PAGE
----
Urban short-term rentals are back in demand after more than two years of tepid demand. Time to explore this thriving, hot market. What distinguishes Roami in the fast-paced realm of hospitality and urban group travel? This Miami-based hospitality brand, fresh off a $14 million Series A funding round and rebranding from its original name, Sextant Stays, is on a mission to revolutionize urban group travel experiences. Roami focuses on offering spacious accommodations for groups of friends or families exploring cities for leisure or attending special events.
By managing entire buildings, Roami aims to deliver a consistent and unforgettable guest experience, merging the professionalism of hotels with the appeal of vacation rentals. As the company grows and employs automation to refine its offerings, we sat down with Founder & CEO, Andreas King-Geovanis, for an insightful discussion on the strengths and potential pitfalls of automated urban short-term rentals in today’s ever-changing travel industry. Our conversation delves into:
- Roami’s target audience and their emphasis on urban group travel
- The brand’s strategy for cultivating human connections through innovative services
- Roami’s property ownership model and its implications for guest experience
- Learning from the challenges faced by past and current competitors like StayAlfred and Sonder
- Addressing automation concerns, specifically key lock issues cited in Booking.com reviews
Dive into our exclusive interview as we uncover the driving forces behind Roami’s distinctive approach to hospitality and its ambitious vision for the future of travel.
Roami: Delivering Larger-than-Life Accommodations for Urban Group Getaways
Roami, a hospitality brand focused on urban group travel, claims to offer a fresh approach to accommodations by providing spaces that are, on average, six times larger than a typical hotel room. Purposefully designed for group experiences, the company aims to foster human connections and elevate guest experiences by operating each building entirely, allowing for creative control over every aspect of their properties.
For instance, The Lola in New Orleans is a prime example of what guests can expect when booking with Roami. Catering to all types of travelers, The Lola features units ranging from 1-bedroom studios to a massive 5-bedroom suite that can accommodate up to 10 guests. Located across from the convention center and a short drive from the French Quarter, The Lola offers a comprehensive array of amenities, including a rooftop summer kitchen and a self-service bar.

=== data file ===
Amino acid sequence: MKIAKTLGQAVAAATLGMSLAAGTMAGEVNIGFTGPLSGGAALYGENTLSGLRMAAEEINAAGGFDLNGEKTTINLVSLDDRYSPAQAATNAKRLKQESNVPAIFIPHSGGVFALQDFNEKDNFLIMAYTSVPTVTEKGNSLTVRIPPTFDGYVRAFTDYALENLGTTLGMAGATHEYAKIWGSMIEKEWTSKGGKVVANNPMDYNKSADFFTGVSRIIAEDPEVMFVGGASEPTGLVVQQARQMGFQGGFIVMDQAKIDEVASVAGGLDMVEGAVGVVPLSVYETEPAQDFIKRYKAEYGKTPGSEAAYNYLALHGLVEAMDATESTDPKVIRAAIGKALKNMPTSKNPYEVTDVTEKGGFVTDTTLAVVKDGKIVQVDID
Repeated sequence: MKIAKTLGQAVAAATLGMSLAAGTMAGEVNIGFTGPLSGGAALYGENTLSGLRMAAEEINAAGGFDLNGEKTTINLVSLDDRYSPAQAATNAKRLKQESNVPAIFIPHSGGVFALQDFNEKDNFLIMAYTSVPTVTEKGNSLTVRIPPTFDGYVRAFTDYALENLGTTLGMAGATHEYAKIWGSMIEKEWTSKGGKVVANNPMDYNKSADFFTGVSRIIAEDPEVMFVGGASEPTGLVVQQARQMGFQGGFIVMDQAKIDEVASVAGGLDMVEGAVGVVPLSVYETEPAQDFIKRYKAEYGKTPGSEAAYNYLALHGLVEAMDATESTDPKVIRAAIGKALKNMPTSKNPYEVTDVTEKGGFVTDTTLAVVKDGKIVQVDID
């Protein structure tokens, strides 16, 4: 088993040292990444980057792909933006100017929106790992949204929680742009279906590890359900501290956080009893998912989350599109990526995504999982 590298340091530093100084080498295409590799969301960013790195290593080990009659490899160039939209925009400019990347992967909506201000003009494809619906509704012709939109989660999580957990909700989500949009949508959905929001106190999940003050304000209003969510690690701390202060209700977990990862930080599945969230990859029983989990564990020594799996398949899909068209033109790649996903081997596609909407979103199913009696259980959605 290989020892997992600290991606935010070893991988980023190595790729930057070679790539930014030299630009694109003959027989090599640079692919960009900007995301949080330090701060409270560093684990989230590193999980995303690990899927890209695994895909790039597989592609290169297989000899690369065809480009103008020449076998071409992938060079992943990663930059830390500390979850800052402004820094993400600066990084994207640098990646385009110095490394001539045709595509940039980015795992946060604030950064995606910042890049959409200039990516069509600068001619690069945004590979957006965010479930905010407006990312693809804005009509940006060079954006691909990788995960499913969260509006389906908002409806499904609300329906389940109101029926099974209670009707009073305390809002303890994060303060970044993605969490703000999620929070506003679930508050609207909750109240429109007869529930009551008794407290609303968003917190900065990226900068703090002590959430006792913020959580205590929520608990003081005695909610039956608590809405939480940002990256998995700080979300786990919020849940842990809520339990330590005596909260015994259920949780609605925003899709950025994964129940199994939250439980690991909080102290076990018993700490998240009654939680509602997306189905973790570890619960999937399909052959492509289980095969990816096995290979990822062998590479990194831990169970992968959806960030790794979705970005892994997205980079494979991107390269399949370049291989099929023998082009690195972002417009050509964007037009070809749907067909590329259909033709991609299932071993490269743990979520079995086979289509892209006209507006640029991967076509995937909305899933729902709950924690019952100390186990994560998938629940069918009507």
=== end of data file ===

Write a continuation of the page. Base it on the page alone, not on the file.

Roami’s growth strategy has led to the acquisition of new buildings in existing markets and a recent expansion to West Palm Beach, bringing their total inventory to over 500 units across South Florida and New Orleans. As Roami continues to develop its offerings and expand into new markets, the company strives to position itself as a key player in the evolving landscape of urban group travel.
Diving Deeper: Understanding Roami’s Strategy, Services, and Vision
This section delves into the core aspects of Roami’s offerings, its target audience, and how they strive to create connections between guests. Our conversation with their CEO explores the company’s approach to property ownership, the concept of Predictive Hospitality, and how Roami distinguishes itself from traditional apartment hotels. We also discuss the challenges faced by other players in the industry and what sets Roami apart:
- Target audience: primarily young and young-at-heart travelers seeking group getaways
- Connecting people through physical design, digital interaction, and unique properties
- Property ownership: majority managed or leased, with plans to purchase profitable properties in the future
- Predictive Hospitality: anticipating guests’ needs using both internal and external data
- Differentiation: operating entire buildings, focus on urban group travel, and efficient service structure
- Addressing automation pitfalls: Tackling key lock issues in Booking.com reviews across various properties
Read on to learn more about Roami’s innovative approach and what they have in store for the future of urban group travel.
Considering the locations and format of Roami’s offerings, does their target audience primarily consist of young people seeking a fun getaway?
Roami caters to both the young and the young at heart, with a strong focus on group, leisure travel. Their average reservation accommodates a group of six guests for a four-night stay, appealing to a wide range of age groups and interests.
How does Roami facilitate connections among guests through its services and amenities?
Roami aims to foster connections among guests through a three-pronged approach: physical design, digital interaction, and introducing a market-wide amenity. The CEO explains, “We are executing on that first pillar both in the way we design our common areas and inside the unit.” This includes features such as full lobby bars and dining spaces designed to accommodate large groups.
The second pillar, still in progress, involves creating a geo-fenced chat for guests in a market to interact with one another and share content. The CEO’s vision for this feature is “for guests not just to build stronger connections within their group, but also to seamlessly interact with other groups if they want to.”
Lastly, Roami is set to launch a market-wide amenity called Arkup 40 in Q4 2023. The CEO shares their excitement about the partnership with Arkup, a company specializing in creating self-sufficient floating homes and vacation rentals known as “livable yachts.” This innovative amenity aims to “re-think hotel amenities as something that can exist outside the physical hotel, and get guests from several buildings to connect with each other.”